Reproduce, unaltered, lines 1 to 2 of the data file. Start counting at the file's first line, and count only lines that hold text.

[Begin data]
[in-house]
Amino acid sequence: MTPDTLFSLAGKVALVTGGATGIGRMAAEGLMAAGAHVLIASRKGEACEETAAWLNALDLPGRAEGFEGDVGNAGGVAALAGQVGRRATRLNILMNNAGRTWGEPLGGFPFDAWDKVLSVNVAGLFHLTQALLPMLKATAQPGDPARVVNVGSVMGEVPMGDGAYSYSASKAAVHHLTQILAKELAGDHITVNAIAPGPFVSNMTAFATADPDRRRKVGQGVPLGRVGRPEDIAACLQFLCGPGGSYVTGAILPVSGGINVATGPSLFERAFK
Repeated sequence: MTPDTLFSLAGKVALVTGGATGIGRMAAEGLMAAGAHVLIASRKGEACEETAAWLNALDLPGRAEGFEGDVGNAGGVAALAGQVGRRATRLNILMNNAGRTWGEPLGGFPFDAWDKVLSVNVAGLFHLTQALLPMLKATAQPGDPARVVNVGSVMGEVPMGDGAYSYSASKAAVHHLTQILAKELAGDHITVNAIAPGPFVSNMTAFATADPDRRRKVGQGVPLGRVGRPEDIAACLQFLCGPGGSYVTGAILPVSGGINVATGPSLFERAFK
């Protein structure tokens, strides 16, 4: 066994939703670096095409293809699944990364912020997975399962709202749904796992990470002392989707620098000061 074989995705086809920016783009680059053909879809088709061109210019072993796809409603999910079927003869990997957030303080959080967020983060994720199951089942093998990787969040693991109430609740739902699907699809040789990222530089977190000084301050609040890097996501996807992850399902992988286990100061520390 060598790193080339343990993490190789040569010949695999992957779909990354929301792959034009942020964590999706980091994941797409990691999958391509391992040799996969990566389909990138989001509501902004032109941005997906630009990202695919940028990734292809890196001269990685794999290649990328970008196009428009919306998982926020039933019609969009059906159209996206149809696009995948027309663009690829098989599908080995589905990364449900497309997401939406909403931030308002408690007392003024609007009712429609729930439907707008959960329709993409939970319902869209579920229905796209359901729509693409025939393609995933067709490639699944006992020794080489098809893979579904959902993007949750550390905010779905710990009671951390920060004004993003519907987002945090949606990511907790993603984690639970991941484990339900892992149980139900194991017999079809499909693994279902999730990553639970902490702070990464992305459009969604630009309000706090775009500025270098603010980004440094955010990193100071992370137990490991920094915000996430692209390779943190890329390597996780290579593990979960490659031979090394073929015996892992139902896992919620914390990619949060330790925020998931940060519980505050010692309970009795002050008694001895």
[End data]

[in-house]
Amino acid sequence: MTPDTLFSLAGKVALVTGGATGIGRMAAEGLMAAGAHVLIASRKGEACEETAAWLNALDLPGRAEGFEGDVGNAGGVAALAGQVGRRATRLNILMNNAGRTWGEPLGGFPFDAWDKVLSVNVAGLFHLTQALLPMLKATAQPGDPARVVNVGSVMGEVPMGDGAYSYSASKAAVHHLTQILAKELAGDHITVNAIAPGPFVSNMTAFATADPDRRRKVGQGVPLGRVGRPEDIAACLQFLCGPGGSYVTGAILPVSGGINVATGPSLFERAFK